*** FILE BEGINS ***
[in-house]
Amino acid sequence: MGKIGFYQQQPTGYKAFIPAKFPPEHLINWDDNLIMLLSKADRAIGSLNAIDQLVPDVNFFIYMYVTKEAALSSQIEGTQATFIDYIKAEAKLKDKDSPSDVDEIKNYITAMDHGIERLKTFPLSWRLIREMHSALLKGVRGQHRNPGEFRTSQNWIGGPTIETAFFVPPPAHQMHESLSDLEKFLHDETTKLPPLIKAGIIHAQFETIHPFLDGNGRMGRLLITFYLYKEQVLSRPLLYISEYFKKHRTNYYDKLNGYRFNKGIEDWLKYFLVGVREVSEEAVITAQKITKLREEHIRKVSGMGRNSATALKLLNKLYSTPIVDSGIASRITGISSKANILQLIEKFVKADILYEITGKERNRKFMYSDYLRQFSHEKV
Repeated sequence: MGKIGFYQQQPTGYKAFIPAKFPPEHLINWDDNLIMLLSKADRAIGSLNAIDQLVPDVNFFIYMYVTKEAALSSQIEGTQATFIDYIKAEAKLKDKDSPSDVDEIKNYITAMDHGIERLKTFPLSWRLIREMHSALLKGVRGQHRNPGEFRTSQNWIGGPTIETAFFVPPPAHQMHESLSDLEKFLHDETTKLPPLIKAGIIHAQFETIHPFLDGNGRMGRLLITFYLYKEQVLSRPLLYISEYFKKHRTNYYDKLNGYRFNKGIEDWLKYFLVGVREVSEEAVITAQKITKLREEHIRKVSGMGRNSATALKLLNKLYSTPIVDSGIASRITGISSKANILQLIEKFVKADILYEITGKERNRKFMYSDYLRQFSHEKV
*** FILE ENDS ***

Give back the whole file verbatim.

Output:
[in-house]
Amino acid sequence: MGKIGFYQQQPTGYKAFIPAKFPPEHLINWDDNLIMLLSKADRAIGSLNAIDQLVPDVNFFIYMYVTKEAALSSQIEGTQATFIDYIKAEAKLKDKDSPSDVDEIKNYITAMDHGIERLKTFPLSWRLIREMHSALLKGVRGQHRNPGEFRTSQNWIGGPTIETAFFVPPPAHQMHESLSDLEKFLHDETTKLPPLIKAGIIHAQFETIHPFLDGNGRMGRLLITFYLYKEQVLSRPLLYISEYFKKHRTNYYDKLNGYRFNKGIEDWLKYFLVGVREVSEEAVITAQKITKLREEHIRKVSGMGRNSATALKLLNKLYSTPIVDSGIASRITGISSKANILQLIEKFVKADILYEITGKERNRKFMYSDYLRQFSHEKV
Repeated sequence: MGKIGFYQQQPTGYKAFIPAKFPPEHLINWDDNLIMLLSKADRAIGSLNAIDQLVPDVNFFIYMYVTKEAALSSQIEGTQATFIDYIKAEAKLKDKDSPSDVDEIKNYITAMDHGIERLKTFPLSWRLIREMHSALLKGVRGQHRNPGEFRTSQNWIGGPTIETAFFVPPPAHQMHESLSDLEKFLHDETTKLPPLIKAGIIHAQFETIHPFLDGNGRMGRLLITFYLYKEQVLSRPLLYISEYFKKHRTNYYDKLNGYRFNKGIEDWLKYFLVGVREVSEEAVITAQKITKLREEHIRKVSGMGRNSATALKLLNKLYSTPIVDSGIASRITGISSKANILQLIEKFVKADILYEITGKERNRKFMYSDYLRQFSHEKV